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1 Chap. 4 Decision Graphs Statistical Genetics Forum Bayesian Networks and Decision Graphs Finn V. Jensen Presented by Ken Chen Genome Sequencing Center

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2 Flu Fever Sleepy T A Using probabilities provided by network to support decision-making Test decisions Look for more evidences Action decisions

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3 OH0OH1 FCSC OH2 BH MH OH0OH1 FCSC OH2 BHMH D U One Action: Example: CallFold Poker Game:

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4 One action in general D Goal: find D=d that maximize EU(D|e)

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5 Action GA DSS U GA U DSS 4.2 Utilities: Example: Management of effort Decision: Gd: keep pace in GA, follow DSS superficially SB: slow down in both courses Dg: keep pace in DSS, follow GA superficially Game 1: maximize the sum of the exp marks General: maximize the sum of the exp utilities

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6 4.3 Value of information A H U T

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7 Nonutility value functions When there is no proper model for actions and utilities, the reason for test is to decrease the uncertainty of the hypothesis

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8 Test 1 Test 2 Action T2T2 Inf 99.94 -0.06 97.74 Inf 99.74 -0.26 T1T1 yes pos neg yes pour pos neg discard pour clean infectedclean infected Nonmyopic data request

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9 Decision Tree Nonleaf nodes are decision nodes or chance nodes, and the leaves are utility nodes Complete: For a chance node there must be a link for each possible state, and from a decision node there must be a link for each possible decision option D action 1 action 2 action n … X P(X=x 1 |o) P(X=x 2 |o) P(X=x n |o) … U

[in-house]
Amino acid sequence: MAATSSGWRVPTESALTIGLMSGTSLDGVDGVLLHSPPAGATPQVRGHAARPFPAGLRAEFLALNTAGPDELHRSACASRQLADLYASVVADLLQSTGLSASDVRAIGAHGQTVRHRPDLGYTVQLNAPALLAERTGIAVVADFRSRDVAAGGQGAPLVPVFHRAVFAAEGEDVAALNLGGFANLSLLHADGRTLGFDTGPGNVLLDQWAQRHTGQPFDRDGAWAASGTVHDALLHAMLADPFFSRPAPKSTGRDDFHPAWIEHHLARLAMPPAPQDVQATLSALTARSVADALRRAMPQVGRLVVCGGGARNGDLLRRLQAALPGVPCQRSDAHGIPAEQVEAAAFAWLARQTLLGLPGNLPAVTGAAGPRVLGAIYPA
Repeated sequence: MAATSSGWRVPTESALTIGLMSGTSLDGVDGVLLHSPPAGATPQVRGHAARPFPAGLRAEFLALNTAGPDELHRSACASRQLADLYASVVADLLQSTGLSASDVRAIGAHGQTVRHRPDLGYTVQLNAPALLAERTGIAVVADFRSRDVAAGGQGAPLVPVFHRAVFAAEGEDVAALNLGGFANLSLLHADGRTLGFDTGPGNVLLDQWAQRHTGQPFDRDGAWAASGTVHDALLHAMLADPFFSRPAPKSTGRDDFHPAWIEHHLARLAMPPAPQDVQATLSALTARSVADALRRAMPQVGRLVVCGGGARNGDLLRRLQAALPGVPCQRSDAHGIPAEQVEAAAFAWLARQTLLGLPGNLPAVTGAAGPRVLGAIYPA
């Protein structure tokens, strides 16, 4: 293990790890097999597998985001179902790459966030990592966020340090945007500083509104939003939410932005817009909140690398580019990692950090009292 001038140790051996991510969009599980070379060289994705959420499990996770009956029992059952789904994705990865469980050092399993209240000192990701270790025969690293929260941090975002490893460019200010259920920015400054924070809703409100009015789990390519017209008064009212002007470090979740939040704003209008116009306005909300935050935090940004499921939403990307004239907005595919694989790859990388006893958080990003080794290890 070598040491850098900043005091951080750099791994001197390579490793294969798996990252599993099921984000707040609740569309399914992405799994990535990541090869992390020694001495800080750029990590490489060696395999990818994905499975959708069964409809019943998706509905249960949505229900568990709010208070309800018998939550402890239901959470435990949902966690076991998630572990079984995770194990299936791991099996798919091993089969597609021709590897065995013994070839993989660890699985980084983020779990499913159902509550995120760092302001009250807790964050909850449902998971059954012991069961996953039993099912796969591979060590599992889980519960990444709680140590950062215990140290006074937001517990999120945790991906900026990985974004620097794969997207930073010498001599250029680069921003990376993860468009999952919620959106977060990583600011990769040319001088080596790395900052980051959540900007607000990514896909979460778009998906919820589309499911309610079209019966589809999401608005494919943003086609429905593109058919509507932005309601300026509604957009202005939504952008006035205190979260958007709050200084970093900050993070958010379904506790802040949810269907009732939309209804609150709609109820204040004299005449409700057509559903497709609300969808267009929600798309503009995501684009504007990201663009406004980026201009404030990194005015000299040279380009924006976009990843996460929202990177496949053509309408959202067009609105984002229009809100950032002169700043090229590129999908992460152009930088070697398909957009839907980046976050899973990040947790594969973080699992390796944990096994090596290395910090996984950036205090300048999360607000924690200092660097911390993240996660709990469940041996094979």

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10 A car start problem Possible Fault: –Spark Plug (SP), prob=0.3 –Ignition System (IS), prob=0.2, –Others, prob=0.5 Actions: –SP, fixes SP, 4 min –IS, fixes IS with prob=0.5, 2 min –T, test OK iff. IS is OK, 0.5 min –RS, fixes everything, 15 min Goal: –Have car fixed asap

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11 15 D D D D D 10.514.525.5 D D D D D D 27.5 12.5 14.5 D SP 28 26 OK !OK RS SP OK !OK 0.38 0.62 0.8 0.2 IS !OK OK RS 0.5 RS OK !OK 0.7 0.3 RS OK !OK 0.1 0.9 P(SP fix|T=OK) =P(SP|T=OK) =P(SP| !IS ) =P(SP)/(P(SP)+P(others)) =0.3/0.8=0.38 P(IS fix)=P(IS)P(fix|IS)=0.2*0.5=0.1 Fault TFault-I IS … … … … RS T IS

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12 15 D D D D D 10.514.525.5 D D D D D D 27.5 12.5 14.5 D RS T SP IS 28 26 OK !OK RS SP OK !OK 0.38 0.62 0.8 0.2 IS !OK OK RS 0.5 RS OK !OK 0.7 0.3 RS OK !OK 0.1 0.9 16.96 16.27 15.43 … … … … Solving Decision Trees

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13 Coalesced decision trees Grow exponentially with the number of decisions and chance variables When decision tree contains identical subtrees they can be collapsed.